Writing About Not Writing About the Art Market




Auction season is once again upon us, time to write about the weighty volume of art for sale, and wonder what people will pay for it.  I’m simply overwhelmed by the quantity of valuable artworks that need to sell (though much of it has essentially been pre-sold, through third party guaranties). Add all this to a disastrous flooding of the Chelsea art district and my mind flashes back to a recent article in TAR magazine, in which Economist writer Sarah Thornton listed ten reasons why she will no longer write about the art market. Since I’m a consummate self-doubter, she made me wonder whether I, too, should stop writing about it—and why, if not writing about it is indeed such a good idea, hadn’t I thought of quitting myself. Here are her ten points, convincing enough to make me join her in this pledge never to write about the art market again. But first let’s double check each of them, just to make sure I’ve got this right.


1. It gives too much exposure to artists who command the highest prices.

Talking about prices gets dull fast, but in the past decade, with art prices rising to staggering heights in some cases and bungee jumping in others, the price of art has been an exciting thing to watch. Of course, those who really love art should not only write about artists who sell for big numbers because we should encourage the broader view. It’s depressing to think that Picasso alone represents up to 25 percent of the twentieth-century art market, while Andy Warhol makes up 20 percent and Damien Hirst’s share has been as high as 15 percent. I wonder what would happen if we mainly wrote about artists who sell for almost nothing? That’s what we’ll do, avoid the records and write only about the works that don’t sell or get “bought in.” Genius!


2. It enables manipulators to publicize the artists whose prices they spike at auction.

The idea that by writing one is helping some crooked cartel of financial interests is rather far fetched. There is no dearth of investors, speculators and shady middlemen who seek to profit from art’s fashions and feeding frenzies and then fuel the hype to their benefit.  She’s right I guess, and why should I help them unless I’m in on the scam? (Oh, right—I am!) Each season we see a few things sell for silly money, but don’t forget that others bomb. I don’t think art prices are any different than some stock prices. Do you really think Facebook is worth more than McDonald’s?  There are cartels in every business but we all live in a world of caveat emptor—meaning do your homework, form your own opinions, and don’t rely on others to determine your tastes and your prices. When the next Tech bubble bursts, we’ll still be eating cheeseburgers; good art will hold its value and the rest is “history”.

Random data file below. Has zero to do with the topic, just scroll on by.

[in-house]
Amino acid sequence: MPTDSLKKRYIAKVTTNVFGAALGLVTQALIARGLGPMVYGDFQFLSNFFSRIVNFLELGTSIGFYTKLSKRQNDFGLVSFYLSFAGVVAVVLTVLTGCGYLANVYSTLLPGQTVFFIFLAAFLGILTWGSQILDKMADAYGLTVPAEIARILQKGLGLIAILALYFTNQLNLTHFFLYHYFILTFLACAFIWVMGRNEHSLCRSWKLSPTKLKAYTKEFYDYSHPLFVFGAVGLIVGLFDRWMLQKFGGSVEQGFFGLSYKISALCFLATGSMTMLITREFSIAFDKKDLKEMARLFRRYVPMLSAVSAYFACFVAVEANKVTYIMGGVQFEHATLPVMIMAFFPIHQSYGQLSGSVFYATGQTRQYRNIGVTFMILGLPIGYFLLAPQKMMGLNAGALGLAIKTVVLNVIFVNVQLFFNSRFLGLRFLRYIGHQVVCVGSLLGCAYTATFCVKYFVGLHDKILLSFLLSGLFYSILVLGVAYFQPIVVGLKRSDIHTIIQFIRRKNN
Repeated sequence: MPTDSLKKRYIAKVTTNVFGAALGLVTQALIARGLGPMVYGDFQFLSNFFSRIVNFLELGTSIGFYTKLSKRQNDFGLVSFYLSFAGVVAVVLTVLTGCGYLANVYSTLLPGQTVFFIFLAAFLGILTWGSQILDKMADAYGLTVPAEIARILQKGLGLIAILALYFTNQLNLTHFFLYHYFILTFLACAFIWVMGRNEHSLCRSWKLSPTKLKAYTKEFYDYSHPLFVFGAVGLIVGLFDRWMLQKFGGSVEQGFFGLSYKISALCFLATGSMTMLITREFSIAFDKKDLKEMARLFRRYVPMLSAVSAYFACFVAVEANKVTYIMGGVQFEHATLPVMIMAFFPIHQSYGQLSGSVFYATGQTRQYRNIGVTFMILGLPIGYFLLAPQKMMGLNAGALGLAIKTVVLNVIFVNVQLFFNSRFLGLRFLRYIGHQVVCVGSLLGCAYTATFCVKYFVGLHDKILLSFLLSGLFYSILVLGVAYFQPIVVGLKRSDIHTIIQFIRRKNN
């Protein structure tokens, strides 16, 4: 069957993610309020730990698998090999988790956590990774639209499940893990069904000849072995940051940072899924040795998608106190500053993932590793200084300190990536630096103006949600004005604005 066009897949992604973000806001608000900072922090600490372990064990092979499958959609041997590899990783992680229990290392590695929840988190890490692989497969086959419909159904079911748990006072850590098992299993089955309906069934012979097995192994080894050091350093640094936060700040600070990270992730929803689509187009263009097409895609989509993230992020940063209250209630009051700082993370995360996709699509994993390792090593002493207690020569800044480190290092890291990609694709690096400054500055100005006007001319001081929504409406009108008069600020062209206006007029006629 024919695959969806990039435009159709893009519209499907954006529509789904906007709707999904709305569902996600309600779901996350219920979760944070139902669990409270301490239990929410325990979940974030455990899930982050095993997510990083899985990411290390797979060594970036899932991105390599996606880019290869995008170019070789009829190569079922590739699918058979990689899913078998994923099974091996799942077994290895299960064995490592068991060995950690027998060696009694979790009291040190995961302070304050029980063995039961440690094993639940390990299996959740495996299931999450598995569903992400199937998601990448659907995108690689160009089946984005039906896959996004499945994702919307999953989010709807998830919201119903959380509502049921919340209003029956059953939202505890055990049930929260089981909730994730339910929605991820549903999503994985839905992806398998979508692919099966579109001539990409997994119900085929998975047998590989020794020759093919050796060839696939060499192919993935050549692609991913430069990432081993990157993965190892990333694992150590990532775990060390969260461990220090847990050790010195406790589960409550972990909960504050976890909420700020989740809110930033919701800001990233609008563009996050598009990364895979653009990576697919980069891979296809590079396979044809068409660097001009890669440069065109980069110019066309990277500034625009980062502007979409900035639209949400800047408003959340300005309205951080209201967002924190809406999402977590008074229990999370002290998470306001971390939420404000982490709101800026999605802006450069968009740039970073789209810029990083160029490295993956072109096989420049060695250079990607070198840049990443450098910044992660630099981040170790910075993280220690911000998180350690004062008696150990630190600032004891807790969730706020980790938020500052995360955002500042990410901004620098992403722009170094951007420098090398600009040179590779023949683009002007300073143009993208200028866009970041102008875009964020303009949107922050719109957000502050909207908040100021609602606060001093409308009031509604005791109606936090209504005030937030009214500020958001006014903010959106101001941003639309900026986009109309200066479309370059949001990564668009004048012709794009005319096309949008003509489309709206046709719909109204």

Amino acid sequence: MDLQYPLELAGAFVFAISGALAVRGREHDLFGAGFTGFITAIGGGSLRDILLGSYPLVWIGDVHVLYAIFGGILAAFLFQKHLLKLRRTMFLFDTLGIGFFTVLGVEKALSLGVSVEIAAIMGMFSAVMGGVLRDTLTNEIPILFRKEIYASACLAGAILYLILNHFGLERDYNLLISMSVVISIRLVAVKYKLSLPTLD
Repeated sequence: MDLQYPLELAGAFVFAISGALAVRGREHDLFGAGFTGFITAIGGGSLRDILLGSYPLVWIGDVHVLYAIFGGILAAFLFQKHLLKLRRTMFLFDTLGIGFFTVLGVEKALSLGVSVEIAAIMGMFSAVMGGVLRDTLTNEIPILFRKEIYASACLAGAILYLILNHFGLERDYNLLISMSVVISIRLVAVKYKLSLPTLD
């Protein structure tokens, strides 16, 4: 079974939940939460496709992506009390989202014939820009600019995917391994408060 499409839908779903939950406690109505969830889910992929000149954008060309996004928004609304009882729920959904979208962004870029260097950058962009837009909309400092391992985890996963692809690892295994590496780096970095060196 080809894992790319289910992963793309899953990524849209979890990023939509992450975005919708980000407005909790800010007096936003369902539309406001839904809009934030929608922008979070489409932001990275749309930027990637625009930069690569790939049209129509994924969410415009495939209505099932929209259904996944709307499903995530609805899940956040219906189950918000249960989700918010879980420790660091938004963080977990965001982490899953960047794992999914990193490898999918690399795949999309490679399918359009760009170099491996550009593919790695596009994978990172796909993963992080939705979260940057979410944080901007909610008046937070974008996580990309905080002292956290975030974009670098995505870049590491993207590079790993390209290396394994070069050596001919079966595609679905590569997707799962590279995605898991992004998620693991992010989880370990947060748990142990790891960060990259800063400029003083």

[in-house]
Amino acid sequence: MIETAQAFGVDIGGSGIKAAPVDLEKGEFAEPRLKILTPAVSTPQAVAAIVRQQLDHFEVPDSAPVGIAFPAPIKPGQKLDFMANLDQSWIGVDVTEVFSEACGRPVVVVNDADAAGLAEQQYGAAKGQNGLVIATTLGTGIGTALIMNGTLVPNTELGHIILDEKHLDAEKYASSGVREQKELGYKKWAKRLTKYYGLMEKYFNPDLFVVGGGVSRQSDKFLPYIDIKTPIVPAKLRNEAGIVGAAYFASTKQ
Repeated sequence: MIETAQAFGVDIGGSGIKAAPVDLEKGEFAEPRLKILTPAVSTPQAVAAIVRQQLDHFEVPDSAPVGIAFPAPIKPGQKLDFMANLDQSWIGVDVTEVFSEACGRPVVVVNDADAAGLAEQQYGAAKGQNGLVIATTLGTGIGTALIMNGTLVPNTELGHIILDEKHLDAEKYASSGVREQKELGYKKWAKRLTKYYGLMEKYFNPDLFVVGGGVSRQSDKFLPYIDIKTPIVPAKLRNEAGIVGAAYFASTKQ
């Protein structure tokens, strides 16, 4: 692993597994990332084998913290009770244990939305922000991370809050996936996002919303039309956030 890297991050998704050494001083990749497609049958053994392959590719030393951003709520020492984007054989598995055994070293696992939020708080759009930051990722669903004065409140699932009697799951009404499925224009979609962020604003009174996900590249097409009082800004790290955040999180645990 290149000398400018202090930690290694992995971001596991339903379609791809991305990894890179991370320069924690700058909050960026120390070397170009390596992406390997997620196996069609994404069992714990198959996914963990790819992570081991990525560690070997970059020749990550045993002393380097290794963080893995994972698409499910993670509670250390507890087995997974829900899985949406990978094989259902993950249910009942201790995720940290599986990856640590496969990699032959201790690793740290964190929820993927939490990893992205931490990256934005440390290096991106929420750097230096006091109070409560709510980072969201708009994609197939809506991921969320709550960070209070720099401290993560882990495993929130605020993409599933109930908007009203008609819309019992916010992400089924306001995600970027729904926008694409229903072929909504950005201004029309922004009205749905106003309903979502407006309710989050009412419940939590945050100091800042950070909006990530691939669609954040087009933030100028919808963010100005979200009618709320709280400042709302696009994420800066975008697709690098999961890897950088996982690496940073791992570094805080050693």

3. It never seems to lead to regulation.

Who needs to regulate a little market in which no two items are alike? People who don’t understand art collecting, that’s who! Believe me, innocent moms and pops don’t buy art. Forget the smart sounding conspiracy theory, there’s no victim here. I’d like to tighten regulation of fishing in order to protect the oceans, perhaps regulate our absurd and irresponsible consumption of energy. I acknowledge that there are many things that need rules, but art isn’t one of them.


4. The most interesting stories are libelous.

Ms. Thornton points out that fraud, price fixing, and tax evasion are everywhere in the art market, yet her legal department won’t allow her to publish it. But are these illegal practices endemic to the art world alone? Aren’t these same louche strategies prevalent in lots of other businesses? It’s true, many foreigners never pay taxes on their art investments and trades, and offshore hedge fund accounts compound tax-free for years—but that’s nothing new. Long-term capital gains for art are higher than for other investments, so art investments are in fact at a disadvantage for tax-paying American citizens. Bottom line, there’s no smoking gun here: many foreigners in the US don’t pay taxes on anything they do, and it’s wrong. In fact, silly me, what have I been thinking? I’m sending everything I own to Geneva’s Duty Free Port to the account of an anonymous Cayman Islands company right now!


5. Oligarchs and dictators are not cool.

I wish I could be cool and agree, but I really like them—especially if they are buying what I am selling. Sadly, they usually are not. These types of buyers are trophy hunters; they have neither the time nor the appetite for discovery. Art, for them, is strictly one of the spoils of their pecuniary success. Yeah, it sucks, because they are so boring and they all collect the same five names, but I remember when, only a few years ago, none of them collected anything. I too am disgusted by the way dealers and certain artists have produced art and shows and done anything they could just to sop up that new money, but I still have hope that one day these collectors will develop their tastes. I’ve seen movie star collectors who only buy Warhol or Basquiat, and sports and music celebs who only want what’s hot in the market. Are they any better? That’s why I don’t care if I’m not cool because it’s no longer “cool” to be cool.


6. Writing about the art market is painfully repetitive.

I…I suppose one could say that about most things, and so, so I agree, I agree. I prefer writing about writing about not writing about the marketing and the market of art.


7. People send you unbelievably stupid press releases.

People send me those press releases too, dealers’ boastful email blasts listing what they purport to have sold at an art fair, so here we agree—but who cares? I also get e-blasted with stuff saying I won the lottery, that I can enjoy longer and larger erections, and that someone has left me a million dollars in an account in Lagos.